Day 2- Ribadesella to Colunga 20.5km
(Then a taxi ride to Villaviciosa- 17km)
We are in desperate need of the 20th century marvel, the washer and dryer. After two days slogging through the mud and silage of the Spanish countryside, our clothes are in dire need of a clean, and short of taking to the river with my washer board, at the end of the day I’m just too shagged to give a….hoot.
It took us seven hours to cover today’s distance due to our desire not to slosh around in the mud more than was absolutely necessary. In fact the first seven kilometres, climbing out of Ribadesella and then the descent into La Vega, was glorious going. Due to my tremendous fear of falling, we did have to slow down our pace on the wet and mossy roads but still the sun was shining and the day was ripe with wonder. Then the fun began on the ascent from the beach at La Vega.
We were following a Spanish couple who were even slower than us as we all tried unsuccessfully to negotiate the muddy path. Then it started raining.
We tried valiantly to follow the Camino but Michael’s temper was rising as the mud not only seeped into his shoes but up his legs. That’s when we went “off piste”. That’s right, we went rogue on the yellow arrows and decided to follow the path most dry. We may have had to stay on tarmac a bit longer than necessary, and the concerned locals were stopping in their cars and speaking muy rapido about our blunder on not following the path and their fears of us being lost, but we thought that as long as we headed west we would eventually meet the arrows again. That happened in La Isla. Just in time for a late perigrino lunch of half a cow and a field of lettuce.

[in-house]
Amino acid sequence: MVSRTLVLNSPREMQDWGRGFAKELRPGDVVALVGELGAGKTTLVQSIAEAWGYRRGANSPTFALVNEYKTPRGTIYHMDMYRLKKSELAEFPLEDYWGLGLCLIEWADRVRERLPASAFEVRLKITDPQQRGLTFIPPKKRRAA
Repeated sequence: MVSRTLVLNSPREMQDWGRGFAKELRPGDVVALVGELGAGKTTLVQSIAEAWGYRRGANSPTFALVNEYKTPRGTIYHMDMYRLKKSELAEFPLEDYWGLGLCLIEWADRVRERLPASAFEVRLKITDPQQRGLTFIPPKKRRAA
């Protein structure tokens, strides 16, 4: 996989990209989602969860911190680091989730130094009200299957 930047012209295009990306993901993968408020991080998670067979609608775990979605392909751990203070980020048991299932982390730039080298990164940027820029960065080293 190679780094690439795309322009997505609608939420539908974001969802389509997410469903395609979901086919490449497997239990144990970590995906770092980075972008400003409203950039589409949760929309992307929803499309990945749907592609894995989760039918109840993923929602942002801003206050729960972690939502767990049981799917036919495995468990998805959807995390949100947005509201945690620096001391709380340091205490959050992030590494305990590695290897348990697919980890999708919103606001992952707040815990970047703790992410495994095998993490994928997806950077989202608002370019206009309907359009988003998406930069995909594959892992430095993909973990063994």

We waddled the remaining three kilometres to Colunga on the dry path running beside the N-632 (another M&M variation) and arrived just as the rain started, again. Research showed us that the best Albergue with a washer and dryer service was seventeen kilometres down the way. Far too long of a distance for these tired and squelching pilgrims. We had also just missed the Alsa bus by half an hour. So after waking up our sleeping taxi driver, he transported us to the beautiful little town of Villaviciosa, the apple capital of Spain, where ciders rule.
The clothes are being washed as I type and at 5.30pm, we are alone in our six bedded bunk room. In fact we are currently the only ones here at the moment as we hear the rain continue to pour outside. Tonight we drink to our success with sidre. Salut!